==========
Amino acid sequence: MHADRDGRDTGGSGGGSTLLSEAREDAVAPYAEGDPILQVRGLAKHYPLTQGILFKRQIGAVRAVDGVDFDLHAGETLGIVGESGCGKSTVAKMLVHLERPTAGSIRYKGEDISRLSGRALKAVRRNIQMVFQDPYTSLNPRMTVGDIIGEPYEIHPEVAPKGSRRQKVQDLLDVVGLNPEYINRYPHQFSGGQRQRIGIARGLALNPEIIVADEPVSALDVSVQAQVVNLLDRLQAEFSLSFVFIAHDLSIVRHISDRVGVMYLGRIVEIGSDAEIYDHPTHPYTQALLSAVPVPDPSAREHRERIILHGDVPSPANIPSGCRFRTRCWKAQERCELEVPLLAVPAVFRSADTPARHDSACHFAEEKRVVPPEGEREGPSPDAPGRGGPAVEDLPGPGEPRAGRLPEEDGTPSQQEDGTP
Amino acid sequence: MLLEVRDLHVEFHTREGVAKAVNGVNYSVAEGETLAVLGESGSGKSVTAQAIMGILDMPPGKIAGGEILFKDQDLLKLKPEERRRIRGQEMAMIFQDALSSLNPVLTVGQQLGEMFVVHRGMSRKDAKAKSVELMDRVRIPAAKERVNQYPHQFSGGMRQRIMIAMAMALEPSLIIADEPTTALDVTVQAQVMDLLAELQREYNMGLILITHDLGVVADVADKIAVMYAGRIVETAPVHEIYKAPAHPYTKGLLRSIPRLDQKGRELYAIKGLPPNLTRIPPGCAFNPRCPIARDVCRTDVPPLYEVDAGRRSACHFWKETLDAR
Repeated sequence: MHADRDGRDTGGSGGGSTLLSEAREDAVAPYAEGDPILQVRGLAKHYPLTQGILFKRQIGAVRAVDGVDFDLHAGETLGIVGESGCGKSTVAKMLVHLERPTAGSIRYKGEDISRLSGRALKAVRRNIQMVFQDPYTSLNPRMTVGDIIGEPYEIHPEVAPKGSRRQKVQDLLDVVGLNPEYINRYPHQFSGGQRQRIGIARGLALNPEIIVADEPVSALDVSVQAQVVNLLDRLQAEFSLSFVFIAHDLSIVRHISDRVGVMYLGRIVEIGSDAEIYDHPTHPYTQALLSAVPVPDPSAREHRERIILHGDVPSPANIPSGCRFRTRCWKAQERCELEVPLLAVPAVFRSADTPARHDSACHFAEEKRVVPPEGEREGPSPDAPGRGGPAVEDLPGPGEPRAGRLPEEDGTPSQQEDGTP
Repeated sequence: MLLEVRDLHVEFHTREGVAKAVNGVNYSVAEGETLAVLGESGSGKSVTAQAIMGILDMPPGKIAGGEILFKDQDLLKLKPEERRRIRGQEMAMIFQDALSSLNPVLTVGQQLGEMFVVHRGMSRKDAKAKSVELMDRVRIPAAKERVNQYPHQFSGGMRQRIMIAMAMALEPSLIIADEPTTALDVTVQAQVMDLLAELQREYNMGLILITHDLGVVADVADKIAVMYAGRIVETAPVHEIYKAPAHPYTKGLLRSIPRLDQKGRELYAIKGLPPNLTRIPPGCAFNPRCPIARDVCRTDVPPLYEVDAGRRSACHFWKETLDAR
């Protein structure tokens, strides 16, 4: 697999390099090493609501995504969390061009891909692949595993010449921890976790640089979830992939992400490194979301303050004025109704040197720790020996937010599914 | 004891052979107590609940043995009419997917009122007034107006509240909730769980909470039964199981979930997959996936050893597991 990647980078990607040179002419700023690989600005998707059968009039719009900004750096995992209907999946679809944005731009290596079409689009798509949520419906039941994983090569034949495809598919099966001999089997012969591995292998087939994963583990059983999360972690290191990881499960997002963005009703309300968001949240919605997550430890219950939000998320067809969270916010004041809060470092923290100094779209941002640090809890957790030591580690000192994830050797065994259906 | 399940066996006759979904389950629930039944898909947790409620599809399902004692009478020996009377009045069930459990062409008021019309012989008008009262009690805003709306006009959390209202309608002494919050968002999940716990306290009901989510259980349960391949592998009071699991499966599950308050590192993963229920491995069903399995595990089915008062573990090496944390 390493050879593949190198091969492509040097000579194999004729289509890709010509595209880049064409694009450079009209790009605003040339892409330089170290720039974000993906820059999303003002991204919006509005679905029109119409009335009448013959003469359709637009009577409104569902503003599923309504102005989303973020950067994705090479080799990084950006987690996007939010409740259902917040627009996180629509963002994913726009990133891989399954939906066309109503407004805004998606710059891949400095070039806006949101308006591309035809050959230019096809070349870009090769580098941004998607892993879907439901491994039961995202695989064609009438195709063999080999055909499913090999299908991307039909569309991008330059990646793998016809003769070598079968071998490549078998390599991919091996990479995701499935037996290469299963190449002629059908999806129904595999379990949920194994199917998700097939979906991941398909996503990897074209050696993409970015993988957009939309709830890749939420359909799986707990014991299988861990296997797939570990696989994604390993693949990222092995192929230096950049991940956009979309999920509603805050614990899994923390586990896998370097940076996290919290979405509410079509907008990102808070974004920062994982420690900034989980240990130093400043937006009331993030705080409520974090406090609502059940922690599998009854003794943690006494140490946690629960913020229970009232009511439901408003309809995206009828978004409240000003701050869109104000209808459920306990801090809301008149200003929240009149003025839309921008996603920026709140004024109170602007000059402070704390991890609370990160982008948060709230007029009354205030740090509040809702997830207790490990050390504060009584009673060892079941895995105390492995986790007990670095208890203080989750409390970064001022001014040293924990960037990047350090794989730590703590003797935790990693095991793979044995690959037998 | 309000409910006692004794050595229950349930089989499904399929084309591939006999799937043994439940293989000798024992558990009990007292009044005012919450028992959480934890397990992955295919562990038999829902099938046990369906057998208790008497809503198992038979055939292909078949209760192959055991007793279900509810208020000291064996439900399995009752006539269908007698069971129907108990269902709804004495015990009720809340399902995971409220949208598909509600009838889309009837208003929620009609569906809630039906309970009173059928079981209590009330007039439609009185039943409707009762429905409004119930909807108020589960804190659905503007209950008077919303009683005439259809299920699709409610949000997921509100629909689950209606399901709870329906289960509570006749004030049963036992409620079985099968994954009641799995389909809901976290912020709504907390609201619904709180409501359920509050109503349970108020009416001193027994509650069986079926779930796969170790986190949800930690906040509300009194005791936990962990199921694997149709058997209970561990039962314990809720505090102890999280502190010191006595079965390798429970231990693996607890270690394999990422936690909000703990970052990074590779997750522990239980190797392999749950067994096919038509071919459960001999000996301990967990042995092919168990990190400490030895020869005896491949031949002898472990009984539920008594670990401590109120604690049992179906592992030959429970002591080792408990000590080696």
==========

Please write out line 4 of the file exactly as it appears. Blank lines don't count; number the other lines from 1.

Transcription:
Repeated sequence: MLLEVRDLHVEFHTREGVAKAVNGVNYSVAEGETLAVLGESGSGKSVTAQAIMGILDMPPGKIAGGEILFKDQDLLKLKPEERRRIRGQEMAMIFQDALSSLNPVLTVGQQLGEMFVVHRGMSRKDAKAKSVELMDRVRIPAAKERVNQYPHQFSGGMRQRIMIAMAMALEPSLIIADEPTTALDVTVQAQVMDLLAELQREYNMGLILITHDLGVVADVADKIAVMYAGRIVETAPVHEIYKAPAHPYTKGLLRSIPRLDQKGRELYAIKGLPPNLTRIPPGCAFNPRCPIARDVCRTDVPPLYEVDAGRRSACHFWKETLDAR